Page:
Today’s New York Times contains a story about the Community Synagogue in NYC (east 6th Street), and its hiring of a Lubavitcher rabbi, Simon Jacobson, to attract the spiritually curious, and thus help save an aging congregation. Part of the theological provocation of the story is that what many would consider a theologically conservative rabbi is being brought in to minister to a spiritually diverse, and particularly liberal, secular, and/or religiously indifferent, neighborhood. This is the kind of experiment in ministry and theology that should be of particular interest for those of us raised in the climates of post-Vatican II Catholicism.
In my work with more “conservative” (these terms are always problematic) and especially younger Catholic theologians and ministers, as well as with more traditionalist (again, especially younger) evangelical clergy, I have learned that the intellectual and emotional vibrancy that comes with their seriousness can be at home with more “progressive” ministerial goals.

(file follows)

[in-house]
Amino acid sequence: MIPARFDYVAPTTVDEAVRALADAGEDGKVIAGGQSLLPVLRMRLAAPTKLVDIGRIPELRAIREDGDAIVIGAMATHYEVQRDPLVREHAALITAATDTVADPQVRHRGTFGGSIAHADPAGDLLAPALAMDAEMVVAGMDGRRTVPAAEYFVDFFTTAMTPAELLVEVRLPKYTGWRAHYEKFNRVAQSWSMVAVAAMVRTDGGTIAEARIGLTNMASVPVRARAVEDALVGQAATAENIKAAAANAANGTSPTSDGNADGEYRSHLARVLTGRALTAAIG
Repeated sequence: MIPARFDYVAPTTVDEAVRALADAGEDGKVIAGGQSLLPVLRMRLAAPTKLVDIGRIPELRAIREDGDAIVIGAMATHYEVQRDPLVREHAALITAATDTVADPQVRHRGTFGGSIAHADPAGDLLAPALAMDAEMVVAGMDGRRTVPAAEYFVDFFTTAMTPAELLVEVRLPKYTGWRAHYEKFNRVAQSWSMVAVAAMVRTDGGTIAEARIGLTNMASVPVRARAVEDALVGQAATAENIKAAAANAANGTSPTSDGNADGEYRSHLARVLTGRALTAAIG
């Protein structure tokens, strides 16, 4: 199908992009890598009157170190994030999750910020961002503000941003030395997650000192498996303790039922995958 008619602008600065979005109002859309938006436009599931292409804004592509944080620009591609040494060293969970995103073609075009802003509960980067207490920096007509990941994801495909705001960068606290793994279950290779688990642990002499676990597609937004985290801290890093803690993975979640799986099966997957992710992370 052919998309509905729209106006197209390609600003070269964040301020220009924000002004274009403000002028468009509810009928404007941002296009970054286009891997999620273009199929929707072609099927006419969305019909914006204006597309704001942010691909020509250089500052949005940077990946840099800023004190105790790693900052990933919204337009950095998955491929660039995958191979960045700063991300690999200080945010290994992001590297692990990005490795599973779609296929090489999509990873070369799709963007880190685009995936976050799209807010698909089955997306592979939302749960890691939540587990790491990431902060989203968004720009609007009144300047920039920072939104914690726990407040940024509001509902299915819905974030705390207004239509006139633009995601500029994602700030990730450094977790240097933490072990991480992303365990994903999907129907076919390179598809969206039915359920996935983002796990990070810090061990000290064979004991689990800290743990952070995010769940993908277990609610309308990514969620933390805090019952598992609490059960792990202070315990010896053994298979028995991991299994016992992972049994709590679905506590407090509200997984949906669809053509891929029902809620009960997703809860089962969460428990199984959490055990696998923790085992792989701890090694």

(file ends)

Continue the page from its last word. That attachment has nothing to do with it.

The Times article indicates that it is an intellectual and emotional spaciousness that comes with a learned reverence for Judaism as a way of life that might be at work in allowing Chabad to help revitalize the Orthodox Community Synagogue. Rabbi Jacobson speaks of creating a “spiritual Starbucks,” and therein lies a challenge for Catholicisms, in the West anyway, as well.
Now, when Catholic churches not only become known for such dynamic experiments, but invite rabbis to assist in that revitalization—then we will know that something is being made truly new, on the path to all things being made new.